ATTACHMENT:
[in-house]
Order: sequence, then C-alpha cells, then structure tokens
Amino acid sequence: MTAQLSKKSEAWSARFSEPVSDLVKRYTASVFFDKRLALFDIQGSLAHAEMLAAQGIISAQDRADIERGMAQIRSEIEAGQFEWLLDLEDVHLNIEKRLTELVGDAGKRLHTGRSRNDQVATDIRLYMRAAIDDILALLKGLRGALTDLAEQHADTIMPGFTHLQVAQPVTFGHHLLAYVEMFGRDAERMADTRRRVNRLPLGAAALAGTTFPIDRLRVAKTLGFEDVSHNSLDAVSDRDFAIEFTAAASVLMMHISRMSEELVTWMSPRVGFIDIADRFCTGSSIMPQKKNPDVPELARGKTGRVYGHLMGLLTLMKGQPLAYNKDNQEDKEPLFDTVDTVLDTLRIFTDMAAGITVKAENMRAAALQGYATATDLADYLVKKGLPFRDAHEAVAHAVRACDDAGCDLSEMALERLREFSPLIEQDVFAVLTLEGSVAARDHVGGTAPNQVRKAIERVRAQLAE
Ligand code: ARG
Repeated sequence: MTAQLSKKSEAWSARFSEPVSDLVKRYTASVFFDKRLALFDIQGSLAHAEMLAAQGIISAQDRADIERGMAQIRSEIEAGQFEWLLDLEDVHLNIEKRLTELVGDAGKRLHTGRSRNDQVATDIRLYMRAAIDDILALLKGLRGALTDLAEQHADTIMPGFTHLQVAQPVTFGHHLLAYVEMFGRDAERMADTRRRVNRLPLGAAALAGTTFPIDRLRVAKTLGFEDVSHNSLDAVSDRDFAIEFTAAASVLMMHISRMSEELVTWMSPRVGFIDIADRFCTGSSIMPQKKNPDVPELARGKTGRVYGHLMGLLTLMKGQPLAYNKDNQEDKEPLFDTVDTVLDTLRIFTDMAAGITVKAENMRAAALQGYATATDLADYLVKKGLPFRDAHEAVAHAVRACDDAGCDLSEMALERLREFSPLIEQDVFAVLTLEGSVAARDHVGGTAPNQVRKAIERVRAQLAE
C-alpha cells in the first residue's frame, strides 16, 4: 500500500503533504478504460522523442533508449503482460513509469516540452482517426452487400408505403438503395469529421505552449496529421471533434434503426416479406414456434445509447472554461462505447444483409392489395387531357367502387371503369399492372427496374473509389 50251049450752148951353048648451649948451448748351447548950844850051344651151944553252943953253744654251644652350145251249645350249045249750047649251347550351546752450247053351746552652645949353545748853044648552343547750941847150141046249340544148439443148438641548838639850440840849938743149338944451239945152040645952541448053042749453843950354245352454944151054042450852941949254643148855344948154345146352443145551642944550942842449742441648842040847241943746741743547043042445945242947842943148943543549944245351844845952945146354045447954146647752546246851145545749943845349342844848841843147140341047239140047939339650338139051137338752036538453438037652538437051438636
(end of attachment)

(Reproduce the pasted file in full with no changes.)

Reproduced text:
[in-house]
Order: sequence, then C-alpha cells, then structure tokens
Amino acid sequence: MTAQLSKKSEAWSARFSEPVSDLVKRYTASVFFDKRLALFDIQGSLAHAEMLAAQGIISAQDRADIERGMAQIRSEIEAGQFEWLLDLEDVHLNIEKRLTELVGDAGKRLHTGRSRNDQVATDIRLYMRAAIDDILALLKGLRGALTDLAEQHADTIMPGFTHLQVAQPVTFGHHLLAYVEMFGRDAERMADTRRRVNRLPLGAAALAGTTFPIDRLRVAKTLGFEDVSHNSLDAVSDRDFAIEFTAAASVLMMHISRMSEELVTWMSPRVGFIDIADRFCTGSSIMPQKKNPDVPELARGKTGRVYGHLMGLLTLMKGQPLAYNKDNQEDKEPLFDTVDTVLDTLRIFTDMAAGITVKAENMRAAALQGYATATDLADYLVKKGLPFRDAHEAVAHAVRACDDAGCDLSEMALERLREFSPLIEQDVFAVLTLEGSVAARDHVGGTAPNQVRKAIERVRAQLAE
Ligand code: ARG
Repeated sequence: MTAQLSKKSEAWSARFSEPVSDLVKRYTASVFFDKRLALFDIQGSLAHAEMLAAQGIISAQDRADIERGMAQIRSEIEAGQFEWLLDLEDVHLNIEKRLTELVGDAGKRLHTGRSRNDQVATDIRLYMRAAIDDILALLKGLRGALTDLAEQHADTIMPGFTHLQVAQPVTFGHHLLAYVEMFGRDAERMADTRRRVNRLPLGAAALAGTTFPIDRLRVAKTLGFEDVSHNSLDAVSDRDFAIEFTAAASVLMMHISRMSEELVTWMSPRVGFIDIADRFCTGSSIMPQKKNPDVPELARGKTGRVYGHLMGLLTLMKGQPLAYNKDNQEDKEPLFDTVDTVLDTLRIFTDMAAGITVKAENMRAAALQGYATATDLADYLVKKGLPFRDAHEAVAHAVRACDDAGCDLSEMALERLREFSPLIEQDVFAVLTLEGSVAARDHVGGTAPNQVRKAIERVRAQLAE
C-alpha cells in the first residue's frame, strides 16, 4: 500500500503533504478504460522523442533508449503482460513509469516540452482517426452487400408505403438503395469529421505552449496529421471533434434503426416479406414456434445509447472554461462505447444483409392489395387531357367502387371503369399492372427496374473509389 50251049450752148951353048648451649948451448748351447548950844850051344651151944553252943953253744654251644652350145251249645350249045249750047649251347550351546752450247053351746552652645949353545748853044648552343547750941847150141046249340544148439443148438641548838639850440840849938743149338944451239945152040645952541448053042749453843950354245352454944151054042450852941949254643148855344948154345146352443145551642944550942842449742441648842040847241943746741743547043042445945242947842943148943543549944245351844845952945146354045447954146647752546246851145545749943845349342844848841843147140341047239140047939339650338139051137338752036538453438037652538437051438636